June 22, 2012

Tailgating 101: The Plan (Part 1)

I approach tailgating like I approach any party – it’s important to have a plan and to execute it well. If you’re happy to grab a cooler, ice and beer and call it “showtime”, then this post may not appeal to you. For the rest of us, who delight in the tailgate planning and preparation, I present to you my tailgating plan in 3 steps. I hope you  find the information useful. Over the next few weeks, I will present to the SG readers, my guide for a fun and organized tailgate.
The first part of our series is the planning phase. Football season is still a few months away, but the schedules are out, so the planning starts now! One way to get organized is to select a theme for each game. Themes can be general or they can be based on the opponent. For example, the Dallas Cowboys first home game is against the Tampa Bay Buccaneers. So I would suggest a geographic theme like seafood. A theme is the easiest way to design your menus and assign dishes to other tailgaters. I would serve a crab dip as well as shrimp and scallop kabobs for a seafood themed tailgate.
My tailgate has themes for each home game picked out in advance – one game we serve a variety of different types of chili, another game we serve kabobs, etc. Having a menu and a theme makes prepping for the big day a lot easier; plus, its helps to stay focused and on budget. Without a theme, you may end up with overlapping dishes too. No one needs 5 bags of cookies or potato chips. Theme or no theme, definitely start your menu planning soon and send it to your fellow tailgaters.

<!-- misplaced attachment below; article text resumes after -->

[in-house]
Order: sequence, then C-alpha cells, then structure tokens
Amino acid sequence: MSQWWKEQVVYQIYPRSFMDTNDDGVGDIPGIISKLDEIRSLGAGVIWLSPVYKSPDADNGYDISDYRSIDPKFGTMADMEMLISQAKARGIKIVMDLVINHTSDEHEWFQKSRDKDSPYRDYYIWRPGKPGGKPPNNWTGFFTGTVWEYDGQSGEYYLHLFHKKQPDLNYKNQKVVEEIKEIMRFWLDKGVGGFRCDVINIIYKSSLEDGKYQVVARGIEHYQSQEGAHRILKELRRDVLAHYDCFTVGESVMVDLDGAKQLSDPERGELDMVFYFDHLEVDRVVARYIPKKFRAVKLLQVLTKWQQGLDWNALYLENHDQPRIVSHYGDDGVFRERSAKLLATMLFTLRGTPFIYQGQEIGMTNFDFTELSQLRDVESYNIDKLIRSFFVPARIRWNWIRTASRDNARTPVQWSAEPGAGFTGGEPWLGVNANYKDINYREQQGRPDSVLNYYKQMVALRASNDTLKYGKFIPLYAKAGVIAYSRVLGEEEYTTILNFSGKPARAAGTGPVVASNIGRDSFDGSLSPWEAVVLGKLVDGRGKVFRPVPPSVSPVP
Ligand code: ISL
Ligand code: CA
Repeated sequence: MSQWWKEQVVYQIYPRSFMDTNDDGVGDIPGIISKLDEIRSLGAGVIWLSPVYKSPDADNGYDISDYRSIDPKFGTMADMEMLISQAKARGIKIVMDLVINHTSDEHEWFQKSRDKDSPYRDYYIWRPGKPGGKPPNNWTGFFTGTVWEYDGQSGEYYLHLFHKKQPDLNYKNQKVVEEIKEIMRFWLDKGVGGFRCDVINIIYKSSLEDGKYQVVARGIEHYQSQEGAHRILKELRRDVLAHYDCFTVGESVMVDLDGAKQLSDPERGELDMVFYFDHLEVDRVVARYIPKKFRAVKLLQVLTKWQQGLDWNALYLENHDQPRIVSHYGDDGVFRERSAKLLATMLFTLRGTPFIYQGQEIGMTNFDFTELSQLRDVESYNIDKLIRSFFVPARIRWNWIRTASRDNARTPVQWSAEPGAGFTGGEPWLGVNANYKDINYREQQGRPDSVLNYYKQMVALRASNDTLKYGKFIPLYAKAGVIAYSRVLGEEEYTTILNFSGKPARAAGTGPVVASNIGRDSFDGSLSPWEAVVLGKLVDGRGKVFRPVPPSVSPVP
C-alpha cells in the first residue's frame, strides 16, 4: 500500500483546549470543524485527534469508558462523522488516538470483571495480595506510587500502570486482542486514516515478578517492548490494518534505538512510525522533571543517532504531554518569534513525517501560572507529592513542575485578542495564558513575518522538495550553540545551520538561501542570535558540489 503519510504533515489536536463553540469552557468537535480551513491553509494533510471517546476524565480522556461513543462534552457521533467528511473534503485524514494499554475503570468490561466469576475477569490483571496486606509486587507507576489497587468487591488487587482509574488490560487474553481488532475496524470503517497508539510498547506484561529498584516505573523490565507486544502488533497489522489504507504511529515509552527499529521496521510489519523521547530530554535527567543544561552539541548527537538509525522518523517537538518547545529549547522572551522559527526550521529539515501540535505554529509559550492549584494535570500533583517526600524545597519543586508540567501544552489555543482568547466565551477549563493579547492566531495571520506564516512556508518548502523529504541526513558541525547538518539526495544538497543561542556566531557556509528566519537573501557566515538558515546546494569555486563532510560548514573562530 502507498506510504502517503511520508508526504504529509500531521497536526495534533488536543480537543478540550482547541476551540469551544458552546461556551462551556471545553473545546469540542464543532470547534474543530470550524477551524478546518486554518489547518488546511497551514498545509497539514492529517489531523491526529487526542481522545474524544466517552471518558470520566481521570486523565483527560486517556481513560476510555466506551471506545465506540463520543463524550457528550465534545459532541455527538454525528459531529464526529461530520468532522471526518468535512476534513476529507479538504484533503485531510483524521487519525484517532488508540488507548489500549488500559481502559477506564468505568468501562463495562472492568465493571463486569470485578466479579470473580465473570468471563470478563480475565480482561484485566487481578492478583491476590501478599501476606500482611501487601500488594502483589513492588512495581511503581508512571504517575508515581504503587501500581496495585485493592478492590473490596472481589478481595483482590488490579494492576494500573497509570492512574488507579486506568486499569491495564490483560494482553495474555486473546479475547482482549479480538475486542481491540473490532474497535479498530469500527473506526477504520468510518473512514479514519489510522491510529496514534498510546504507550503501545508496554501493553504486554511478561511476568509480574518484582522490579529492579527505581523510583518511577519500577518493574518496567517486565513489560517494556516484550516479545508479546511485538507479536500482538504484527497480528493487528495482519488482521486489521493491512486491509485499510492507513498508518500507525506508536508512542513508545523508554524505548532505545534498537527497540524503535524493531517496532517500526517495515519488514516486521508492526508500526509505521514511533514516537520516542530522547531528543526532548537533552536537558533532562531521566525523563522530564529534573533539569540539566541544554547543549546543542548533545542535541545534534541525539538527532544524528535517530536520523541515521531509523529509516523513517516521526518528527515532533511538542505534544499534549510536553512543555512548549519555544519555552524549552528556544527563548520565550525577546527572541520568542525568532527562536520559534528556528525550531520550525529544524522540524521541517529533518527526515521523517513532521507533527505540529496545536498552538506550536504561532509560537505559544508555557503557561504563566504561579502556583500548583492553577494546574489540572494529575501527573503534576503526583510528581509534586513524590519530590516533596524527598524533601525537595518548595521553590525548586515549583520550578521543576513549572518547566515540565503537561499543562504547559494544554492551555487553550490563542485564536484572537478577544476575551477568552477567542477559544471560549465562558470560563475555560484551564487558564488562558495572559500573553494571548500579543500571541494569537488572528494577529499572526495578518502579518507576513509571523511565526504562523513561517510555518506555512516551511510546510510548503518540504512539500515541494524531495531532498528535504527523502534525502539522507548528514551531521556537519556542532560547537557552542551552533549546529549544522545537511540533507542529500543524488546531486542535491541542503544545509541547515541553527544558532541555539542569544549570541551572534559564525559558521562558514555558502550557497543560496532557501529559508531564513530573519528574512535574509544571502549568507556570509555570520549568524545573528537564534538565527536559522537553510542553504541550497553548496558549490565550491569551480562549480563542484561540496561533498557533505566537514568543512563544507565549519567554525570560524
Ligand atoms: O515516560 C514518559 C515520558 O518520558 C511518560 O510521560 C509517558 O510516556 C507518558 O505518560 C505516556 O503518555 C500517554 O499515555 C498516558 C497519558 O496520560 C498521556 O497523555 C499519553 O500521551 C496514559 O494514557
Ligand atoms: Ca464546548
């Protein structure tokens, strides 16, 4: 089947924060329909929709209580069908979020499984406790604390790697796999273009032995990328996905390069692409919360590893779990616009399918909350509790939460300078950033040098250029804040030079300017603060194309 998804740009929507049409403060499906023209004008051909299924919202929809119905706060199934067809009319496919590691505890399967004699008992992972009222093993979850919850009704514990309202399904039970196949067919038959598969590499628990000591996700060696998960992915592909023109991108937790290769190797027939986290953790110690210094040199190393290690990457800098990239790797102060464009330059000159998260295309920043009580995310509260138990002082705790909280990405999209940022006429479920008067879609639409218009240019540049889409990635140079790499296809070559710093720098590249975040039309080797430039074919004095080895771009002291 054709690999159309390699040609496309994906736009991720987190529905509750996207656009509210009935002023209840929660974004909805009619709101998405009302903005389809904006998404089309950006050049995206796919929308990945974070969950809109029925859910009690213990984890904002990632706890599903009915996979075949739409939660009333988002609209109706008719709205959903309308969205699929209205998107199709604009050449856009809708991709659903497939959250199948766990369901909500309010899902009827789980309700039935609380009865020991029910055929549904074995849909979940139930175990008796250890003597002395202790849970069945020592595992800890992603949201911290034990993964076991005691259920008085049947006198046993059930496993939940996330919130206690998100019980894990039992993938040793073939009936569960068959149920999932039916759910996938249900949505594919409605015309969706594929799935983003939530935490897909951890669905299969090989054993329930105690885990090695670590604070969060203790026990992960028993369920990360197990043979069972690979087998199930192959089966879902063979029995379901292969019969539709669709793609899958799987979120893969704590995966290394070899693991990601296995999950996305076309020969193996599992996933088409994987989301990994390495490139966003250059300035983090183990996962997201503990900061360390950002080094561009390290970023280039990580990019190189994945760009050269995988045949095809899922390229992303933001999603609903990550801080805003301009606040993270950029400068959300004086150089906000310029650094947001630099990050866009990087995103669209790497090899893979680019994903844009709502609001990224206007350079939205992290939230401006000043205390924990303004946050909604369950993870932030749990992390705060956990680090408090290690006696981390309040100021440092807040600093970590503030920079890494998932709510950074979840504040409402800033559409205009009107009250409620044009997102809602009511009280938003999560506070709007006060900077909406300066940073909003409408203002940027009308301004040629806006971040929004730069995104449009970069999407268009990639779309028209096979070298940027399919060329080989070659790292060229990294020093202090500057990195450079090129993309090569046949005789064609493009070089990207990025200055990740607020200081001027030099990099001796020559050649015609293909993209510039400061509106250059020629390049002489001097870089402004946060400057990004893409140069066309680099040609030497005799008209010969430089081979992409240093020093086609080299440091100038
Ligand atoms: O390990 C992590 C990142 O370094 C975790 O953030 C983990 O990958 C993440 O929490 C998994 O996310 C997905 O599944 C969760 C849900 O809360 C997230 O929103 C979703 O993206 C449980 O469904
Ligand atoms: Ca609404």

Another way I like to plan for upcoming tailgates is to make sure all of my equipment is in good shape.  Last year we had a particularly rainy and windy day and I know one of my tents needs to be repaired. I am sure your grill wouldn’t mind a nice cleaning and coat of polish. This is also the time to buy new gear if you need it. Since it’s the off-season, you‘re likely to find a good deal on a new blender or generator.
Also, now is the time to verify and assign responsibilities. Have there been any changes to your group of tailgaters? Did everyone renew their tickets? If one person in the past was in charge of bringing cokes and ice, make sure that person is willing to keep his or her same role for the upcoming season. It’s never too early to start communicating with your team.
I would love to know your thoughts on how you start to plan for your tailgate? Do you use the theme approach? What works? And what doesn’t?
Stayed tuned next week for the second portion of the series – The Prep.

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